Using CasC with F5 would allow for versioned and optionally dynamic network endpoint configuration, saving time and reducing risks.

Does this tool support this? Are Single Configuration Files (SCF, F5 term) the vehicle to do that?

2 Answers 2


Yes, F5's do support Configuration as Code. Historically, F5 has made an appliance to manage Configuration as Code called "Enterprise Manager" which pragmatically managed client endpoint F5s (LTMs, etc) using the iControl XML API.

They rather quickly discovered this management appliance was terrible and added a more robust REST API to the client appliances for managing devices (LTMs, etc.; also branded as iControl) which is much easier to use and more flexible and then began building a replacement for the Enterprise Manager branded BIG-IQ.

The point being, you can manage that same API using this REST interface. See their tutorial on DevCentral. Usually, you can find the exact REST syntax and calls on the DevCentral site on a per-version basis like this one for TMOS 12.1.0.

Generally speaking, it is NOT recommended that you use an SCF (Single Configuration File) pretty much ever for a couple of reasons. First, it lacks any supporting files, such as certificates and keys for your SSL profiles or scripted (so-called "external" health monitors), etc. Secondly, it plays poorly if you use partitioning, as partitions are spread over several files in a foldered structure. These don't consolidate well into an SCF file. You would actually be better off to write TMOS scripts. One of the reasons F5 switched from the bigpipe command to the TMOS shell is that it could be scripted where bigpipe could not be easily scripted. But again, the REST API is preferred. SCFs are really a legacy of version 9 of TMOS and haven't aged well and work poorly in version 12. A significant reason for this is due to the changes in the HA peering between V10 and V11 when they changed to a clustered architecture. It really wreaked havoc on the usability of the SCFs.

Puppet actually has a module for managing F5s if you use this configuration management tool and salt has a runner for it - both using the REST API if you use either of these configuration management tools.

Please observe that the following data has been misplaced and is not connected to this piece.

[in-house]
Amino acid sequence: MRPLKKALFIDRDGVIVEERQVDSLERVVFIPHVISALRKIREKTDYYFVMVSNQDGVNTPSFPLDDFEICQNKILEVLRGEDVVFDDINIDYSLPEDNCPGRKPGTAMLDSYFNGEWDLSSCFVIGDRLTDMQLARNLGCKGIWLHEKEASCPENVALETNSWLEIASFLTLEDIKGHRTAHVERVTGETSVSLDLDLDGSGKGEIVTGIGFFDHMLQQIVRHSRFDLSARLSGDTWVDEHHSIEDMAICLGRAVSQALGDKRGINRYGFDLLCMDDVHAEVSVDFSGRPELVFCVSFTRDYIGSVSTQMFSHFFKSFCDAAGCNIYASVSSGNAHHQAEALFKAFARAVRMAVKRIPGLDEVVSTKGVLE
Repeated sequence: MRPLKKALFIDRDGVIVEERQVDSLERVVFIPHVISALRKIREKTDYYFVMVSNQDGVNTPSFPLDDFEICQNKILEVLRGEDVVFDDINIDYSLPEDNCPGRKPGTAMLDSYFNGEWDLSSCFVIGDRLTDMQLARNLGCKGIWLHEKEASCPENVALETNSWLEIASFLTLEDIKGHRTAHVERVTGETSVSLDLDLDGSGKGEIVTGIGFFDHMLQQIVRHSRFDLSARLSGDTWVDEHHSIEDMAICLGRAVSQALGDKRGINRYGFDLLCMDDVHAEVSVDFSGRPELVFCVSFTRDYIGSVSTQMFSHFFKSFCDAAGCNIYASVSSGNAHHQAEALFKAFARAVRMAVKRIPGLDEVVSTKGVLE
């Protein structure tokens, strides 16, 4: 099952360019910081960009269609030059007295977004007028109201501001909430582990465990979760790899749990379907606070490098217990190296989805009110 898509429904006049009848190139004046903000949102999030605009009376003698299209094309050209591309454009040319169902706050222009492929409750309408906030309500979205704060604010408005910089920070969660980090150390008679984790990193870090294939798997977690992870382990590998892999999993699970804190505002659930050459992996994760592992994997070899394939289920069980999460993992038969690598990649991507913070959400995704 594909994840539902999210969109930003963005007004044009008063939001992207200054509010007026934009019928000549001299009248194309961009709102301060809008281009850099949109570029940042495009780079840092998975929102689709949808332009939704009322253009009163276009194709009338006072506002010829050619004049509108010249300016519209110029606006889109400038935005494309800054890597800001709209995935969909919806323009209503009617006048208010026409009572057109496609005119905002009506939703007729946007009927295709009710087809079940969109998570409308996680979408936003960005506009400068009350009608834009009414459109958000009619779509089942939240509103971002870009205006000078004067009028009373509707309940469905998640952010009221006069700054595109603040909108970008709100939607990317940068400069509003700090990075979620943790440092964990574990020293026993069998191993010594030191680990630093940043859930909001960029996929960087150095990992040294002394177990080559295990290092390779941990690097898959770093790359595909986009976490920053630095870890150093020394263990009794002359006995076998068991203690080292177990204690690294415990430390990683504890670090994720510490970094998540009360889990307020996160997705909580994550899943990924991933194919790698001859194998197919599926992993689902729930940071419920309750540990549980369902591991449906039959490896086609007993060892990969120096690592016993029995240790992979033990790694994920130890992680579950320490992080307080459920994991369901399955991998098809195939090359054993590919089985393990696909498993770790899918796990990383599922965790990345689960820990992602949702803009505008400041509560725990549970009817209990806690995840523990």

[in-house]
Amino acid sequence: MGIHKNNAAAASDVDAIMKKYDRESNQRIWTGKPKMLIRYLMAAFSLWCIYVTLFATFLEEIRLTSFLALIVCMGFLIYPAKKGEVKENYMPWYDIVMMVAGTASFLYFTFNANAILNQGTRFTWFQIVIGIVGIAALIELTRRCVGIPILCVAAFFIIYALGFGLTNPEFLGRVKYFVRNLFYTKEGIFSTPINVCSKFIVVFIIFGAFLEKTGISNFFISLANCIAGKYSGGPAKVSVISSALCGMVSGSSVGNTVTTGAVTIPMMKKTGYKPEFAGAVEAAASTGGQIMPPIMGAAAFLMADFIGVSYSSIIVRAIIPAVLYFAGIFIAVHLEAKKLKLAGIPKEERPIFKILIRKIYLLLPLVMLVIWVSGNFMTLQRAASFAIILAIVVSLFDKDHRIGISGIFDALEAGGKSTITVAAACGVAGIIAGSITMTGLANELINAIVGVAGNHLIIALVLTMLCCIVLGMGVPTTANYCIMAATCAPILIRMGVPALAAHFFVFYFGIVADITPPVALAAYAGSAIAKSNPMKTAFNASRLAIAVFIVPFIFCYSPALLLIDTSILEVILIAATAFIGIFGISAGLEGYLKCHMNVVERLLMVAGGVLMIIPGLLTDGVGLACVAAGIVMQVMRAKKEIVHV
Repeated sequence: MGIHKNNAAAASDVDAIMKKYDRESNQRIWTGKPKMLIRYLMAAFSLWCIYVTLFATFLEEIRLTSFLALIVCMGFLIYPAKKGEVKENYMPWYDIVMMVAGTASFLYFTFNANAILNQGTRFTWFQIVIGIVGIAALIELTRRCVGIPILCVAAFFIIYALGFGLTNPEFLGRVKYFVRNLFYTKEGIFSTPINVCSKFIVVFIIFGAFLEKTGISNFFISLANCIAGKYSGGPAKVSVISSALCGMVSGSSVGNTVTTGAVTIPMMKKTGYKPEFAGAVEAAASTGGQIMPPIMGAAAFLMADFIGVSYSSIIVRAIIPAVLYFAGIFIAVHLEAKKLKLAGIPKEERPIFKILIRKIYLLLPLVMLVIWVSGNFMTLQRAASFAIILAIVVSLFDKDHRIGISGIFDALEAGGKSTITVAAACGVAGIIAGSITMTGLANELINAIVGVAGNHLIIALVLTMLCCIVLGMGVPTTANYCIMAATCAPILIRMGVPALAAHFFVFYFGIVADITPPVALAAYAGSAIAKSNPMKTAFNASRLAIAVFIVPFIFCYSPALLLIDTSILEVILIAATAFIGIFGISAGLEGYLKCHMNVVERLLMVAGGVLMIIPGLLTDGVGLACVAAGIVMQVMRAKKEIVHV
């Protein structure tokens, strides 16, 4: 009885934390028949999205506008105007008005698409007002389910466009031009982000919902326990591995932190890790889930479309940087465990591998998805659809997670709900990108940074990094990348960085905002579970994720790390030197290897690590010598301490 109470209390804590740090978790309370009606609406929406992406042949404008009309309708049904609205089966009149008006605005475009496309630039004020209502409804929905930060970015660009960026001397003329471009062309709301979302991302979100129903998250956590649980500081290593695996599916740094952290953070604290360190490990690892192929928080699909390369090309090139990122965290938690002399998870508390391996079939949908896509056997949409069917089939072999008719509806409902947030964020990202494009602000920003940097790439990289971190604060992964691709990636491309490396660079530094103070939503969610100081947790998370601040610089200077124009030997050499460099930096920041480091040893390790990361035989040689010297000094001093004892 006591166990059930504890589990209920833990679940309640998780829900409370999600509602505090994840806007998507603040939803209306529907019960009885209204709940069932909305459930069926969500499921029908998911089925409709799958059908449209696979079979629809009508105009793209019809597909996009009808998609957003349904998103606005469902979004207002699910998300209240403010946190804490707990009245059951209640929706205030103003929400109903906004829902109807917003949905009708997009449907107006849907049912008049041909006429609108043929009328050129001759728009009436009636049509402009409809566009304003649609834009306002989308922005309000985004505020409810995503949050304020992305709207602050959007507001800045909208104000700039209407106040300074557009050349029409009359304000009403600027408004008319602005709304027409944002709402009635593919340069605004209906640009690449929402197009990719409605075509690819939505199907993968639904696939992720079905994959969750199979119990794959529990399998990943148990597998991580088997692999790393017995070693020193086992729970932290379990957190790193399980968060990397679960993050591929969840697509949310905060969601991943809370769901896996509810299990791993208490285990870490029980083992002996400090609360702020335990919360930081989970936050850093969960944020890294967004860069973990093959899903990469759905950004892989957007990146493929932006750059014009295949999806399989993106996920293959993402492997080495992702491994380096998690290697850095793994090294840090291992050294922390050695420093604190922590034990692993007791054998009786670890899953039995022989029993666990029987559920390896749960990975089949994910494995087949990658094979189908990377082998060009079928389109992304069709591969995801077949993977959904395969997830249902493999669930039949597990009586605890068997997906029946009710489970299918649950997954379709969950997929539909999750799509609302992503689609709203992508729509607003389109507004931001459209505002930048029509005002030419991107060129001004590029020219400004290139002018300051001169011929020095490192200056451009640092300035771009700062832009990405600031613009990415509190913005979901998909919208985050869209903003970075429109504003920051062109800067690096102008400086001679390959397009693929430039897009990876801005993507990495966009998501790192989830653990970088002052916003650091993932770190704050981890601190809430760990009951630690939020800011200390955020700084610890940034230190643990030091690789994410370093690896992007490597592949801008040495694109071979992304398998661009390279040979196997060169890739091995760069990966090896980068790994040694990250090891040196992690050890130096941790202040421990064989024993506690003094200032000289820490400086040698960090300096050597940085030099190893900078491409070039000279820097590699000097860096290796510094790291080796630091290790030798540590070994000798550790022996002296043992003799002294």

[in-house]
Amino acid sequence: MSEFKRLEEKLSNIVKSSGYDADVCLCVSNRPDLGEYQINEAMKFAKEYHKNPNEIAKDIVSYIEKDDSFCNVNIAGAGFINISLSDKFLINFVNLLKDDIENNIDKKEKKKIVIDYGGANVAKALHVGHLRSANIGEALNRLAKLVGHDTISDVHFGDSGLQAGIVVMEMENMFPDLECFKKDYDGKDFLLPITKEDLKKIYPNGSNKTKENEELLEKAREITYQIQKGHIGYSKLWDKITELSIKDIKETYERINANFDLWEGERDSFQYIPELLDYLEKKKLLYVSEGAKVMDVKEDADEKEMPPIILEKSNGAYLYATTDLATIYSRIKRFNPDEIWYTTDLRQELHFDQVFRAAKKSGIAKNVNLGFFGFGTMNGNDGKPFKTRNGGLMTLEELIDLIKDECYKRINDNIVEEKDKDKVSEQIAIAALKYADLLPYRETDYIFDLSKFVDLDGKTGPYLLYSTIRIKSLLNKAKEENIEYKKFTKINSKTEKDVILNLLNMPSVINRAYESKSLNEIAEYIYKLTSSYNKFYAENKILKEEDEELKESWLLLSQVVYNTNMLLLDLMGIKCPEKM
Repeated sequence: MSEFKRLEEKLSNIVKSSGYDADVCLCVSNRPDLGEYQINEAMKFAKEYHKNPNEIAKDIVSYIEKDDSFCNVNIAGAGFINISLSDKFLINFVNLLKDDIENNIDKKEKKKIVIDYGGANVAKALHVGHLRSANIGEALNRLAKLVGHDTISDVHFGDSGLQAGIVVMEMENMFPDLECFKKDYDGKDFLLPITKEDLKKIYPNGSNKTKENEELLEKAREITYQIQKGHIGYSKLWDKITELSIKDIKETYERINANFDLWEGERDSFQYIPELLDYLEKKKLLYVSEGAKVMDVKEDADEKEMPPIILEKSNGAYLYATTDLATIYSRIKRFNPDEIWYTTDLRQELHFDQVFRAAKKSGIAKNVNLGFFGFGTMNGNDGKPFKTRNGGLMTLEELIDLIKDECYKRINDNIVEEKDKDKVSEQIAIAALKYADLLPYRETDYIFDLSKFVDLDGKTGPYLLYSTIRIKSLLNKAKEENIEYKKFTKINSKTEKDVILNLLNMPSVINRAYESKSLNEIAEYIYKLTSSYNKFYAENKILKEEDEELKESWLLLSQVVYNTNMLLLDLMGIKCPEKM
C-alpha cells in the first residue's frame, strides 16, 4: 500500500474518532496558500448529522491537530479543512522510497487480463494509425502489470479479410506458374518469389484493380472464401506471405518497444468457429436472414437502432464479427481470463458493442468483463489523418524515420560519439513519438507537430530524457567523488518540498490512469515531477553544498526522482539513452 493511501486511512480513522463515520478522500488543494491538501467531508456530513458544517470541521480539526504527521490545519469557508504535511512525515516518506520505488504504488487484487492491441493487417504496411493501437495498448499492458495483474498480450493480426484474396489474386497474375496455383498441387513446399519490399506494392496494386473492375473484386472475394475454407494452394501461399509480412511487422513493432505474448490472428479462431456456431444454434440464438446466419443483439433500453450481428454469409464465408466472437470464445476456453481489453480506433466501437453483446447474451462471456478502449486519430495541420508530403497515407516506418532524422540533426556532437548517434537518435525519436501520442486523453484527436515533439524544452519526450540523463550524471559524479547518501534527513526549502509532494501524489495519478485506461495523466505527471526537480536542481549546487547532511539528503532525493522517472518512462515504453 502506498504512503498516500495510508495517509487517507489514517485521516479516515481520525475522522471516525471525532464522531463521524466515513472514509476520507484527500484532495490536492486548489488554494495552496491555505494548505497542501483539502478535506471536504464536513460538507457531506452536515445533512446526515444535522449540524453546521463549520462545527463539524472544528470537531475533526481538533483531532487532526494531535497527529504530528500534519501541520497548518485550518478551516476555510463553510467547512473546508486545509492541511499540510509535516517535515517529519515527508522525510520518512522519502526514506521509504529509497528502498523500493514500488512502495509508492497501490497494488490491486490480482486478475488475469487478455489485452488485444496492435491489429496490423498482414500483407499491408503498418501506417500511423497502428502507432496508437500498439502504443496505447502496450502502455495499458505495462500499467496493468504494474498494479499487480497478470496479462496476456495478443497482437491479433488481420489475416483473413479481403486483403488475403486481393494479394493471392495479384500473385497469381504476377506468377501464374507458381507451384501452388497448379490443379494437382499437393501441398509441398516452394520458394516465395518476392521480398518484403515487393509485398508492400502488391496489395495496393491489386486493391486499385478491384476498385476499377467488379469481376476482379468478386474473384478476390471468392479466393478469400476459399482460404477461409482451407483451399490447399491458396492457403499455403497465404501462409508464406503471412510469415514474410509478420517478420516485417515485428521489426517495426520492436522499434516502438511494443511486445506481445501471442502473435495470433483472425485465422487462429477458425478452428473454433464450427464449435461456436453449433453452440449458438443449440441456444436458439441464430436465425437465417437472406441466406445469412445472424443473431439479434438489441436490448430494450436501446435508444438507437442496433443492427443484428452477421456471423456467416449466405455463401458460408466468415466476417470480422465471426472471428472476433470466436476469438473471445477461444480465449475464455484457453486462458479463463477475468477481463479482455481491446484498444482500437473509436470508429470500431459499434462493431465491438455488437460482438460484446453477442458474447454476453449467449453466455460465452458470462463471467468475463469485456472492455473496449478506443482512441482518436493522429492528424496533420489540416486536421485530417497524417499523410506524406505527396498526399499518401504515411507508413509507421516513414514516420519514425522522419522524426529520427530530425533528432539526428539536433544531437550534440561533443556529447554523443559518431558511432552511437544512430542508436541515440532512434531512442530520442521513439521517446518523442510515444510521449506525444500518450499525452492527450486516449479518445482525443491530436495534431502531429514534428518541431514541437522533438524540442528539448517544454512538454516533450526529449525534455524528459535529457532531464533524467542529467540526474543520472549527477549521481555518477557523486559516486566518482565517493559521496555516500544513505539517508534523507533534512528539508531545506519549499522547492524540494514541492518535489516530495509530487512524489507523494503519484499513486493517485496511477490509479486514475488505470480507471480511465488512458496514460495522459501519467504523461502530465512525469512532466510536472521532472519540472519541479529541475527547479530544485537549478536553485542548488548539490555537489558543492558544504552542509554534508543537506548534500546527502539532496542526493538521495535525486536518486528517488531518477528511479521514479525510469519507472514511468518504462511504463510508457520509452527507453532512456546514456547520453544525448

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    Ansible also has a series of modules for configuring F5s. Jun 25, 2017 at 19:26
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    J. Doe; James hit the nail on the head. REST is the way to go for the programmability and Xiong is also correct for automation tools. We (F5 employee here) have a git repository that has quite a bit of these tools you'll be looking for (Kubernetes, Ansible, Python....). Check it all out and if you have questions feel free to contact me here or the DevCentral web site (F5's Developer Community).
    – Chase
    Jun 26, 2017 at 15:54

James, you are correct in that BIG-IQ replaced Enterprise Manager. However, like Enterprise Manager, BIG-IQ is for 'device/feature' management. For integrating via REST APIs directly, or to 3rd party automation tools/tool-chains, you should look at F5 iWorkflow (programmable/extensible API gateway).

The team behind iWorkflow are focussed on 'services templates' and 'service catalogs'. These being great ways to rapidly create 'declarative interfaces' that you can hit with single REST calls, versus calling hundreds of 'imperative interfaces' (individual REST end-points) to perform the same task.

Moving to a declarative model will save you from MANY headaches in the future, and will better support automation, and integration with CI/CD pipe-lines. The LAST thing you want is to move all the nuances of your infrastructure into the automation pipe-line itself!! Abstraction through declarative interface will protect you from that pit of despair.

With REST+declarative interfaces, you have a much simpler Infrastructure as Code model in that you are only maintaining JSON blobs for the service templates, and not monolithic configuration files. Double-WIN!

Take a look at calling iApps (F5 services templates) from the REST API. Here's a free on-line training course:


Chase = Correct! REST all the way!

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